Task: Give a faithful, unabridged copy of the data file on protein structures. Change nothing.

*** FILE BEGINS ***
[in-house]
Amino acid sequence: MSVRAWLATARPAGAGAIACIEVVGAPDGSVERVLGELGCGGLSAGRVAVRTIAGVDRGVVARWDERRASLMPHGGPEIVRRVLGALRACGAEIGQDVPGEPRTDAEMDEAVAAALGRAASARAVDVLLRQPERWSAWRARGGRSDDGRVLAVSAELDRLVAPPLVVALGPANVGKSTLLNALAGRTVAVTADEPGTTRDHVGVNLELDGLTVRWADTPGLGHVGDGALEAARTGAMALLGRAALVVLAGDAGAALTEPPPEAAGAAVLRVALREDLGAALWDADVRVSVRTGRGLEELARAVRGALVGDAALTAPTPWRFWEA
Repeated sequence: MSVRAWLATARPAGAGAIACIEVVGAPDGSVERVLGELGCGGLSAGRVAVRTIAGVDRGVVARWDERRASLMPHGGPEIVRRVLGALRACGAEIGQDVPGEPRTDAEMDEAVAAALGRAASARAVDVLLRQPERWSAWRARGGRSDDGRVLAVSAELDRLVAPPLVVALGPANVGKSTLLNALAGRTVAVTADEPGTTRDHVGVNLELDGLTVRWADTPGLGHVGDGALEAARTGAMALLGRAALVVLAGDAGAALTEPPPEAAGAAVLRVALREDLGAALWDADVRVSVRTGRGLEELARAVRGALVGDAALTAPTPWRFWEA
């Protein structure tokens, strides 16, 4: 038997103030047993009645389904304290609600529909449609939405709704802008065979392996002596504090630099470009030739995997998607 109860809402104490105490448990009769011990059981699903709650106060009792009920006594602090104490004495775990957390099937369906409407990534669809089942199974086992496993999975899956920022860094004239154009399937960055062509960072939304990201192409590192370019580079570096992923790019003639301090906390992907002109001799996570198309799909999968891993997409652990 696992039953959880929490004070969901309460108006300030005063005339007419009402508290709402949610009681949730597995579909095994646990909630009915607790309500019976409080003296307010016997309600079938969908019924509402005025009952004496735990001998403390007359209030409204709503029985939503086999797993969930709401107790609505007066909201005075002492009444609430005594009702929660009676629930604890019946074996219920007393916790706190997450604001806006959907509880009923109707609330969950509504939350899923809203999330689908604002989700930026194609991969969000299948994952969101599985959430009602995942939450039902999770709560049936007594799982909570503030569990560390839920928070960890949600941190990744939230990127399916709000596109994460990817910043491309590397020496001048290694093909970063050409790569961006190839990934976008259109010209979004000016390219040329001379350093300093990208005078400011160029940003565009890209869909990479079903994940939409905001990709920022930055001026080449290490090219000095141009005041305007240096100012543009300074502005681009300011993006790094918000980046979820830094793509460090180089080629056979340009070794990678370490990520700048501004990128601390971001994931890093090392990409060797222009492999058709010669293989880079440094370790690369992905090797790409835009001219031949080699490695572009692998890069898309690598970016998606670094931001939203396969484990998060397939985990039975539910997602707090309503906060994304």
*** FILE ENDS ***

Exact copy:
[in-house]
Amino acid sequence: MSVRAWLATARPAGAGAIACIEVVGAPDGSVERVLGELGCGGLSAGRVAVRTIAGVDRGVVARWDERRASLMPHGGPEIVRRVLGALRACGAEIGQDVPGEPRTDAEMDEAVAAALGRAASARAVDVLLRQPERWSAWRARGGRSDDGRVLAVSAELDRLVAPPLVVALGPANVGKSTLLNALAGRTVAVTADEPGTTRDHVGVNLELDGLTVRWADTPGLGHVGDGALEAARTGAMALLGRAALVVLAGDAGAALTEPPPEAAGAAVLRVALREDLGAALWDADVRVSVRTGRGLEELARAVRGALVGDAALTAPTPWRFWEA
Repeated sequence: MSVRAWLATARPAGAGAIACIEVVGAPDGSVERVLGELGCGGLSAGRVAVRTIAGVDRGVVARWDERRASLMPHGGPEIVRRVLGALRACGAEIGQDVPGEPRTDAEMDEAVAAALGRAASARAVDVLLRQPERWSAWRARGGRSDDGRVLAVSAELDRLVAPPLVVALGPANVGKSTLLNALAGRTVAVTADEPGTTRDHVGVNLELDGLTVRWADTPGLGHVGDGALEAARTGAMALLGRAALVVLAGDAGAALTEPPPEAAGAAVLRVALREDLGAALWDADVRVSVRTGRGLEELARAVRGALVGDAALTAPTPWRFWEA
């Protein structure tokens, strides 16, 4: 038997103030047993009645389904304290609600529909449609939405709704802008065979392996002596504090630099470009030739995997998607 109860809402104490105490448990009769011990059981699903709650106060009792009920006594602090104490004495775990957390099937369906409407990534669809089942199974086992496993999975899956920022860094004239154009399937960055062509960072939304990201192409590192370019580079570096992923790019003639301090906390992907002109001799996570198309799909999968891993997409652990 696992039953959880929490004070969901309460108006300030005063005339007419009402508290709402949610009681949730597995579909095994646990909630009915607790309500019976409080003296307010016997309600079938969908019924509402005025009952004496735990001998403390007359209030409204709503029985939503086999797993969930709401107790609505007066909201005075002492009444609430005594009702929660009676629930604890019946074996219920007393916790706190997450604001806006959907509880009923109707609330969950509504939350899923809203999330689908604002989700930026194609991969969000299948994952969101599985959430009602995942939450039902999770709560049936007594799982909570503030569990560390839920928070960890949600941190990744939230990127399916709000596109994460990817910043491309590397020496001048290694093909970063050409790569961006190839990934976008259109010209979004000016390219040329001379350093300093990208005078400011160029940003565009890209869909990479079903994940939409905001990709920022930055001026080449290490090219000095141009005041305007240096100012543009300074502005681009300011993006790094918000980046979820830094793509460090180089080629056979340009070794990678370490990520700048501004990128601390971001994931890093090392990409060797222009492999058709010669293989880079440094370790690369992905090797790409835009001219031949080699490695572009692998890069898309690598970016998606670094931001939203396969484990998060397939985990039975539910997602707090309503906060994304």